Students Present Research Projects During Colloquium

Michelle Daniels (left) checks Nicole Scotts’ computer as she looked for a suitable way to download her power point presentation concerning the corellation between mental illness and creativity.

Michelle Daniels (left) checks Nicole Scotts’ computer as she looked for a suitable way to download her power point presentation concerning the corellation between mental illness and creativity. Photo by Andy Towle. |

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Andrew Fiala

Who knew that scientists are curing paralysis with olfactory mucosa transplantation, or that those afflicted with bipolar disorder tend to demonstrate high levels of creativity?

During a recent science colloquium, students presented information about those two topics, and another student spoke about Savant Syndrome, in which people demonstrate unusual aptitudes such as effortlessly computing lengthy calculations in their minds.

Payson High School physics teacher Andrew Fiala organized the three-day event that featured nine presentations.

On Thursday, about 30 students attended, many of them for extra credit, but teachers said they were pleased with the attendance.

“I was thrilled to have so many people out to support their fellow students,” said Fiala. Teachers said they will continue the program next year.

Students found current research that interested them, and then developed 15-minute presentations including videos and power points, and handed out an informational pamphlet.

Senior Aman Sharma spoke first about the research involving stem cells, which scientists are now using to cure paralysis and even grow hearts.

Stem cells divide infinitely, and can evolve into any type of cell. Of two types, embryonic stem cells are more controversial because they come from embryos.

However, the embryos used come from eggs fertilized in vitro, and Sharma said the embryos would be discarded if not used for science.

The other type, adult stem cells, divide on a more limited basis, and so researchers are working to find better ways to grow and manipulate them.

With the embryonic cells, scientists have built a heart using a rat heart as a base. Current research is focused on building a pig heart, which has four chambers like a human heart, and could be used for transplants.

Ultimately, researchers hope the cells could be used to grow other organs — a liver, pancreas, kidney or lung.

“It’s really been science fiction in the past,” said a voice on a video Sharma showed. But yesterday’s science fiction is tomorrow’s reality.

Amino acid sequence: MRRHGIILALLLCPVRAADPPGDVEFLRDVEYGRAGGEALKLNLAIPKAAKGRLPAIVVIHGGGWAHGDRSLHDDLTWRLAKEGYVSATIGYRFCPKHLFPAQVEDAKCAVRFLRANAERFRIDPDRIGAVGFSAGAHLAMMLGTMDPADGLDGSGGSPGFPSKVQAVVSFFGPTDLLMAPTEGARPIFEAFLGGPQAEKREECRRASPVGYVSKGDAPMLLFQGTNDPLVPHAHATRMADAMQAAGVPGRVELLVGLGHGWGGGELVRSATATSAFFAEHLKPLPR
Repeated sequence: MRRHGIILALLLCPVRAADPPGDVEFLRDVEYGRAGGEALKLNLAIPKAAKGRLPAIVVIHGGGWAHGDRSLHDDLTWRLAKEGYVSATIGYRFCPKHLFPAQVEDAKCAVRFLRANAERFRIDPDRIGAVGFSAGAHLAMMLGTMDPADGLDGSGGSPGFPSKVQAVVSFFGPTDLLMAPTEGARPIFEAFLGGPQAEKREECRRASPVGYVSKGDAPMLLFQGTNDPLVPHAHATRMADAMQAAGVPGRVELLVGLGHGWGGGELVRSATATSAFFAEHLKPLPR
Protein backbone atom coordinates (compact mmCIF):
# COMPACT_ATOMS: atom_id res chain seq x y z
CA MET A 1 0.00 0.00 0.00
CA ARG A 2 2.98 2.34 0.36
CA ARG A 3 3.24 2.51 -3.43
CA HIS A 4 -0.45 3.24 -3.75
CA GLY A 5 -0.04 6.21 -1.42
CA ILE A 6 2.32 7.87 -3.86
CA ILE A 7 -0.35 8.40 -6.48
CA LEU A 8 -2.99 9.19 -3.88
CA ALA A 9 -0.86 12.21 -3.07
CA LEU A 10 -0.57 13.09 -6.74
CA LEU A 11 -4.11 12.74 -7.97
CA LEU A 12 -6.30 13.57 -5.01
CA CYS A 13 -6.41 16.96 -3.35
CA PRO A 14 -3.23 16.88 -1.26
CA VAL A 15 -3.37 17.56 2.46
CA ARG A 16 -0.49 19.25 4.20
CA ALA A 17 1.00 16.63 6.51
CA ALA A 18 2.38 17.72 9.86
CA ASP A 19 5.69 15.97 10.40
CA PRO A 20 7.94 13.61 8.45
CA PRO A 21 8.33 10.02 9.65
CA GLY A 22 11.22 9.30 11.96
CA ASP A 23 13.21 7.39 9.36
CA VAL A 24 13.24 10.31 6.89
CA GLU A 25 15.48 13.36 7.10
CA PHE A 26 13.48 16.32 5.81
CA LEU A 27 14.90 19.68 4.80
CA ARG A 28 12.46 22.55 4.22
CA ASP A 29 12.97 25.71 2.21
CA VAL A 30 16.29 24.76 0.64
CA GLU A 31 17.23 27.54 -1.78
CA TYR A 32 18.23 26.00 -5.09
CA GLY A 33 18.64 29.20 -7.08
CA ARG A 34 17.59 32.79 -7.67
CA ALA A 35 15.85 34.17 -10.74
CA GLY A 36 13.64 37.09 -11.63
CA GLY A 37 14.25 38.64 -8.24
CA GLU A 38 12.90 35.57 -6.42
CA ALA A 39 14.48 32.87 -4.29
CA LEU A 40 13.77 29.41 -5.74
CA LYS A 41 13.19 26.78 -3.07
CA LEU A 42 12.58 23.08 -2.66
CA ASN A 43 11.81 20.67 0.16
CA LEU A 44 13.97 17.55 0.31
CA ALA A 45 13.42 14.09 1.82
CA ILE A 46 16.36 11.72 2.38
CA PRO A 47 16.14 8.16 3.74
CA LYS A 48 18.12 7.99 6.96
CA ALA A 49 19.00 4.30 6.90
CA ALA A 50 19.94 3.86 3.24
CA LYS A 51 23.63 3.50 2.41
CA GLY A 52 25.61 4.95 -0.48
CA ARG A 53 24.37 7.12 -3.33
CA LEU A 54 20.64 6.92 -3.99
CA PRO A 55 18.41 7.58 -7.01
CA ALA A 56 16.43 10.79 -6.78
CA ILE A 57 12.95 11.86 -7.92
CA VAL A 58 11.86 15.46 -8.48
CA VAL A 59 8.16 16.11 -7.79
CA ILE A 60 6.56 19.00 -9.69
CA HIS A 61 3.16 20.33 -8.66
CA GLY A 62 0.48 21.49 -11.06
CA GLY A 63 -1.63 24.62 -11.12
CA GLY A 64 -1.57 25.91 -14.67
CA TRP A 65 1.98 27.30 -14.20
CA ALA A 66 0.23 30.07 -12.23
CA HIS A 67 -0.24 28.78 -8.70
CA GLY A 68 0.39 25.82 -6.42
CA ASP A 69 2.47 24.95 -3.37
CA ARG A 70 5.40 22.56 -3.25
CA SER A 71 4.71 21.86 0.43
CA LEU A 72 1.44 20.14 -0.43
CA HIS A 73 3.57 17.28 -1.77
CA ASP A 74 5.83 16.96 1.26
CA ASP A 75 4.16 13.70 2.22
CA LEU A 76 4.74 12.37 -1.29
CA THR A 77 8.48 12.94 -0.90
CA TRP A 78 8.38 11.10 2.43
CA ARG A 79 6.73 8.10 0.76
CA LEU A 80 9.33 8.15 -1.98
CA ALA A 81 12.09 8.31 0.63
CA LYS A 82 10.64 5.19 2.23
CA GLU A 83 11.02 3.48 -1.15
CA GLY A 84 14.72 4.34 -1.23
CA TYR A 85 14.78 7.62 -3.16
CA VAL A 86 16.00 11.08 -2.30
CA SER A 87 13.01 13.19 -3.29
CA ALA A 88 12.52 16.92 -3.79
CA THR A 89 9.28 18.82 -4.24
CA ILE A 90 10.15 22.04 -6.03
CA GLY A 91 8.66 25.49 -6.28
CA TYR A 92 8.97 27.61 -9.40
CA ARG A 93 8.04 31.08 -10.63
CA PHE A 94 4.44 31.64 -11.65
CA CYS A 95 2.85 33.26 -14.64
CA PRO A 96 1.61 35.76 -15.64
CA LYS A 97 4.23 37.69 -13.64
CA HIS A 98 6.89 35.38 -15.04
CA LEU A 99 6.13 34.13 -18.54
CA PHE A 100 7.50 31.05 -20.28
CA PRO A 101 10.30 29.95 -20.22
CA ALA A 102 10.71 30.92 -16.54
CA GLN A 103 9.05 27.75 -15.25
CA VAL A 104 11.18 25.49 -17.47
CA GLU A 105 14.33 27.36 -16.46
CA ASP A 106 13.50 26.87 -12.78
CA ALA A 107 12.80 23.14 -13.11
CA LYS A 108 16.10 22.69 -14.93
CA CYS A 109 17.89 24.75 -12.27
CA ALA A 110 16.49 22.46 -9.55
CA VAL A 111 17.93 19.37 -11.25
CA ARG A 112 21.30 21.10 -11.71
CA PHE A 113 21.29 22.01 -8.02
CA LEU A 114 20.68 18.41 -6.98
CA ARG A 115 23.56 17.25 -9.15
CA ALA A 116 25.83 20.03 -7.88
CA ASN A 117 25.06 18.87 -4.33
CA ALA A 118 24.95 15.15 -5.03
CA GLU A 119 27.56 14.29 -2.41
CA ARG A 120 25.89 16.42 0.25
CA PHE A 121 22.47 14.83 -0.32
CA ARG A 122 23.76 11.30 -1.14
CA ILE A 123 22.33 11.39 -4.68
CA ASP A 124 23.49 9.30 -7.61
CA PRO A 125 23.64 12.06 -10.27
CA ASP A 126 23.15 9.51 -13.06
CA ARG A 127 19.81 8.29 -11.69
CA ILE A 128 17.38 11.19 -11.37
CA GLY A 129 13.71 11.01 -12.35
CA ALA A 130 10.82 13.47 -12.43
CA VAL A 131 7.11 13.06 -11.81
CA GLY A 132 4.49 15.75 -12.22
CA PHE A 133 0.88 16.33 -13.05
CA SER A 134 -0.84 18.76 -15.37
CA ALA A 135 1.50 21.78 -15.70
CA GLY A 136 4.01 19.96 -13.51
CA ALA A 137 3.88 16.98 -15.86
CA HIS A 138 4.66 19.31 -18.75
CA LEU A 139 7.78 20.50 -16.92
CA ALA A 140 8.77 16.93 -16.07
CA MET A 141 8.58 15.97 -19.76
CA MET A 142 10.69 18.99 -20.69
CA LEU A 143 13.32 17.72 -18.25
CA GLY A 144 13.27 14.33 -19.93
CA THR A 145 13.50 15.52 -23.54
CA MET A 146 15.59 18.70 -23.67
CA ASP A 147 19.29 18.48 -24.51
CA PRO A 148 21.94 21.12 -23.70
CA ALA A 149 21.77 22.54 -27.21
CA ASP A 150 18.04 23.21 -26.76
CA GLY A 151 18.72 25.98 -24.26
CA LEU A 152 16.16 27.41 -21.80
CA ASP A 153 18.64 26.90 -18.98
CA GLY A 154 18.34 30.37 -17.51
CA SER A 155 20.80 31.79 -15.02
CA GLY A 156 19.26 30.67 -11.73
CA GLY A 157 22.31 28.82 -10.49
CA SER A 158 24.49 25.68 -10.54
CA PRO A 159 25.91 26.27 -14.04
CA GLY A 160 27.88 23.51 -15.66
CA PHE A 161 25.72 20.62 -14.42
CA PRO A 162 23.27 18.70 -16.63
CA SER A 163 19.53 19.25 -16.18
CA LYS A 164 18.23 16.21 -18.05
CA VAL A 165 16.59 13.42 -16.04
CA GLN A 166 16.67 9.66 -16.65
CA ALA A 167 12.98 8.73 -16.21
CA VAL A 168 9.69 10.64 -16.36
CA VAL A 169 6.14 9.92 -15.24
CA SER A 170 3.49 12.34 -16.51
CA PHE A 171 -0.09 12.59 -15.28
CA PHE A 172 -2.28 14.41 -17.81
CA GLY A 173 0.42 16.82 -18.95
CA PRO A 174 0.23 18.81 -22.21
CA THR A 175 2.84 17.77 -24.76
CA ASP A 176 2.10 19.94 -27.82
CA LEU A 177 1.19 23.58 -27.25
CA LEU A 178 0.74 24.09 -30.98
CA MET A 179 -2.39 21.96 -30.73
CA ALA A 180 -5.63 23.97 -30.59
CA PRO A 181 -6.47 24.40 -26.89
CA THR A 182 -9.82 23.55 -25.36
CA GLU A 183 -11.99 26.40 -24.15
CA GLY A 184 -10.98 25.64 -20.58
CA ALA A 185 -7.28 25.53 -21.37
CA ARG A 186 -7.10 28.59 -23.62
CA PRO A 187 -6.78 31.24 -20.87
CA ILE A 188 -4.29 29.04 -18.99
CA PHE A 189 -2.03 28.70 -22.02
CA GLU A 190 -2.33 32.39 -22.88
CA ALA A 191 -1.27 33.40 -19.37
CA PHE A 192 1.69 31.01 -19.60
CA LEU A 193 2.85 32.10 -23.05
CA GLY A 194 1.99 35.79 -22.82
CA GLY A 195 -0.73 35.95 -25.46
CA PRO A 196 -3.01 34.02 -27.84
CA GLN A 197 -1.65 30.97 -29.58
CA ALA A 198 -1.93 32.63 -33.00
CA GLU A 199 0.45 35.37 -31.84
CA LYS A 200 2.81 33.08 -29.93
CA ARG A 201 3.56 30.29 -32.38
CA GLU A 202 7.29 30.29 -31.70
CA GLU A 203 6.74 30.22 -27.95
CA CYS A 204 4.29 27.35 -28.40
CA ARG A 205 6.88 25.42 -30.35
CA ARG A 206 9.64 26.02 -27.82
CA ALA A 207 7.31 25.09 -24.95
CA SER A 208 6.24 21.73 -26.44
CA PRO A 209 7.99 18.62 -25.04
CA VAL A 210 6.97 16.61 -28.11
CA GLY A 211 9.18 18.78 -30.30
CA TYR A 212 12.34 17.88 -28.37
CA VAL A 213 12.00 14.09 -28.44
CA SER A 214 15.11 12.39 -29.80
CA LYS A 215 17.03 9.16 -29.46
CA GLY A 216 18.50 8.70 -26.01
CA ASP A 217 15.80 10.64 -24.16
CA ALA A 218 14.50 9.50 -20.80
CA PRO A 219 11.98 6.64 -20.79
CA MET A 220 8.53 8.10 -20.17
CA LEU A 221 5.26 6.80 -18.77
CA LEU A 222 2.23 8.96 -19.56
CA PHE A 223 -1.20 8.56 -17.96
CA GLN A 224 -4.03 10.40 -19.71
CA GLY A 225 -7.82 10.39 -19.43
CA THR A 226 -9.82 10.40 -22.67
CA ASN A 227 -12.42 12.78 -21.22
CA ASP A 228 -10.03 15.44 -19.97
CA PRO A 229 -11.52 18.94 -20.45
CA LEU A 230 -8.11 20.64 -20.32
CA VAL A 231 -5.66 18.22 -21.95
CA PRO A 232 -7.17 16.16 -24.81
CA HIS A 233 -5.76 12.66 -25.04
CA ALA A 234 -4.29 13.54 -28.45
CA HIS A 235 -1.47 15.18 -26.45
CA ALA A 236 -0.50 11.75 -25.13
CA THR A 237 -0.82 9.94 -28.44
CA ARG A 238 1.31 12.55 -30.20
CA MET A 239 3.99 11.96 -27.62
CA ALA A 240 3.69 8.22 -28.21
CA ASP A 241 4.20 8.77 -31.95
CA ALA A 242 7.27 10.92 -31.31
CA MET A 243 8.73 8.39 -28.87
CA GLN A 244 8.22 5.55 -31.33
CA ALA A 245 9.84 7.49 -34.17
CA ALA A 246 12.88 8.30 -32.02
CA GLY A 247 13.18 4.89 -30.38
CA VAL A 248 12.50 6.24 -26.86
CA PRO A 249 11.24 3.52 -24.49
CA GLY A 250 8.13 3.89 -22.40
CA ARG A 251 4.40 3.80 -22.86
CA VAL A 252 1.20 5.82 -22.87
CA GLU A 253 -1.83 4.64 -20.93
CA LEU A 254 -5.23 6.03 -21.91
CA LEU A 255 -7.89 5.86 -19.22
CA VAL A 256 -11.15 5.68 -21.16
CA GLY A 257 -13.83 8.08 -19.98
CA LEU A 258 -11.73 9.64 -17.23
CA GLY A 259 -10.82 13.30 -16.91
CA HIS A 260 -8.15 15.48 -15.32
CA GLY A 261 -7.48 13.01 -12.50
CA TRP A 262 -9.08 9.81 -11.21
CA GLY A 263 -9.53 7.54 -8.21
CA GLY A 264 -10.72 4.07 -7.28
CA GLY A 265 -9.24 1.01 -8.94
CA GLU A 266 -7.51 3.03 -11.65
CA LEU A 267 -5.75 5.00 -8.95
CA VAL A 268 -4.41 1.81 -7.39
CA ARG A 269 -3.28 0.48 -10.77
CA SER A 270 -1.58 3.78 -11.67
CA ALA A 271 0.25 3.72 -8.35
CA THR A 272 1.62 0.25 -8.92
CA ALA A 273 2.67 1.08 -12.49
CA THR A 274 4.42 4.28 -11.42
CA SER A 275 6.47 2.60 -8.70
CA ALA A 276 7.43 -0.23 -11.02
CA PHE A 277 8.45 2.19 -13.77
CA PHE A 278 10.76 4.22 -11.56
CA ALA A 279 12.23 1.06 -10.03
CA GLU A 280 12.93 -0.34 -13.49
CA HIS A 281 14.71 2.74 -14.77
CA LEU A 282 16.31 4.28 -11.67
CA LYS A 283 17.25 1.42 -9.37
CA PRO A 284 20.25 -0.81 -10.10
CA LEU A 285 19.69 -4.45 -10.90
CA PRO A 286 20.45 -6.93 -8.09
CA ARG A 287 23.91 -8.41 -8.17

To cure paralysis, scientists in other countries have converted nasal stem cells into nerve cells. The procedure, called olfactory mucosa transplantation, has not been approved in the United States because of the stem cell controversy. However, Sharma said the government could approve it in another five or six years.

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Elizabeth Luna (above) explained to the 50 or so students in attendance at a recent PHS colloquium, why scientists think more men are savants than women.

Elizabeth Luna presented on Savant Syndrome, and showed a video where a gentleman with the disorder multiplied 37 by itself four times in his head. Then, he divided 13 by 97 and rattled off more decimal places than even the computer provided.

“Who wouldn’t want to be a genius, right?” Luna asked. Three types of savants exist, one of them so-called prodigious savants in which people are considered brilliant in comparison to a person without a disability. Just 100 of these individuals exist worldwide. Most savants have a disability.

About half of savants have autism, but just one-tenth of autistics are savants.

Another gentleman named Stephen Wiltshire, who Luna profiled, could fly over a city for 40 minutes, and then draw what he saw in detail — including the exact number of buildings with the correct number of windows.

Savants can have musical or artistic gifts, they might be able to tell which day of the week random dates fall on, or exhibit special mechanical skills. The talents are effortless, and don’t require classes, education or practice.

Michelle Daniels presented the link between mental illness and creativity. People with affective disorders have been shown to be 120 percent more creative in studies, and bipolar disorder and clinical depression were the prevailing disorders.

Many famous creators, including Kurt Cobain, the lead singer of Nirvana who killed himself; F. Scott Fitzgerald, who penned The Great Gatsby; and John Nash, who inspired the film “A Beautiful Mind,” all had mental illness. Daniels said authors are most susceptible to mental illness.

Daniels mentioned one study that studied people after putting them in both socially accepting situations and in rejecting situations. After each scenario, the people created something, and judges ultimately found the pieces created after the rejecting situation more creative.

“They’ve already been rejected by society,” said Daniels. Once rejected, the people just create.

Artists feel the link between mental illness and creativity so intensely that many refuse to take medication for fear of killing the muse.

“Take Vincent Van Gogh,” said Daniels. “He cut off his ear. That’s crazy.” But had Van Gogh taken medication and saved his ear, perhaps the world would not have “Starry Night” to admire.

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